I think the real reason that disgruntled blue-collar Americans voted Trump and disgruntled blue-collar Brits voted for Brexit, is how the Democrats and Labour Party under Clinton and Blair, more or less capitulated to the ideology of supply-side economics, and so called "End of History" trickle-down economic theory. I've said it often in passing - there's a reason that "trickle down economics" is called that, because precisely a trickle of wealth dribbles down from the 1% from the top of the economic tree. Somehow the progressive left just didn't have an answers to the dominant ideology of the laissez-faire free-market. Indeed, Blair/Brown were busy cosying up to the city, as they saw it a useful way of raising taxes to pay for investment in things like Education and NHS. That was in part a strategy not to scare the horses immediately after a general election. Labour economic credentials took such a hit in the '80s/90s, that had to move to reassure the markets they could be trusted. Neither Clinton or Blair did much to reign in the excesses of the city, and instead road a credit boom all the way to the Armageddon that was the credit crunch. When the music stopped and everyone was left looking for a chair to sit on, neither Brown or Obama seemed to be able to capitalise on the fact that essentially Keynesian economics (as well as printing money) stopped the economic system going to hell in a hand-cart. 

So and this my main point. Sanders and Kinnock should not be engaging finger-pointing and blaming "identity politics", and any attempt to do so will come across as blaming others for their mistakes, as well as potentially alienating those identities who felt the progressive left was their natural home. It is for me, but its worth saying it isn't for others. You do get Tory women who describe themselves as Feminists, and you do you get Tory Ministers who are Gay and Lesbian. Many trans-people I chat to have deeply dodgy right-wing notions as well as thinking Brexit is a great idea. There's nothing endemic to "identity politics" that makes it a progressive or left-wing project. There are many conservatives who profess conservative economic thinking, together with social liberal views. It was part of the project to detoxify the Conservative brand, so it was no longer seen as the "Nasty Party". Of course, we all know that the Conservatives/Republicans are the nasty parties, but they have to some degree airbrushed the worst extremes of their bigotry to make themselves more palatable to the easily (mis)led.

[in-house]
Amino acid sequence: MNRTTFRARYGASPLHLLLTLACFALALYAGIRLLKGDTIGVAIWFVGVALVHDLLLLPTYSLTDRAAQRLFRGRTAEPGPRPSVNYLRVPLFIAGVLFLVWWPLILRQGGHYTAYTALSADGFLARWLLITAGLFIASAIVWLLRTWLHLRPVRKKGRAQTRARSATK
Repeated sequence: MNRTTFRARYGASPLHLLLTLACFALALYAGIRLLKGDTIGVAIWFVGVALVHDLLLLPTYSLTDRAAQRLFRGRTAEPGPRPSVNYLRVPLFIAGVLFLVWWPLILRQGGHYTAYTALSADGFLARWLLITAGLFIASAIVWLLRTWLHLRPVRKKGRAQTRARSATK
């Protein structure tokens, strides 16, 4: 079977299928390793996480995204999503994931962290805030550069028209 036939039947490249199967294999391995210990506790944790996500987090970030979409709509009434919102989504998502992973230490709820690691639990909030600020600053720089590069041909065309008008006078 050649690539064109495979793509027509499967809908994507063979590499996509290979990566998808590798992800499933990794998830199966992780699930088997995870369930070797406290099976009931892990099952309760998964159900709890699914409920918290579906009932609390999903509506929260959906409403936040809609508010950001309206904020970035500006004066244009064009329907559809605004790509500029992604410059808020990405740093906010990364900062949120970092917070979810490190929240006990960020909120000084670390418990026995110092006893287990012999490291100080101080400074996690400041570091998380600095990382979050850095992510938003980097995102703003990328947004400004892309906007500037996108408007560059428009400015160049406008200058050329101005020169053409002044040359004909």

So where next? Over the last few years and coming years, there's going to be a continued squeeze on living standards. The medicine of more austerity isn't working, as all we getting is reduced living standards, increased inflation (because of the devaluation of the pound and Brexit) and still the deficit remains large. It's a deficit of money and deficit of political ideas..,. We stand on the cusp of a revolution in manufacturing (3D Printing etc) and automation (Robots, Machine Learning) which will threaten not just blue collar but white collar work as well. We need a radical new ideas for how to deal with this onslaught against working people, and a continued slide into low-skill service sector jobs, as well as the massive increase in social care costs associated with an ageing population. Rather than going into attack mode - we should be offering alternatives - such as revitalising our economy around environmentally friendly and sustainable technology, as well in new sectors such as bio-tech - one of the few areas were the UK still leads the world. Most of all we need to invest in our children and our future by offering the best education available minus the debt and loans that have typified recent education policy. Now, the most important asset, are the people of this country, and we must invest in ourselves.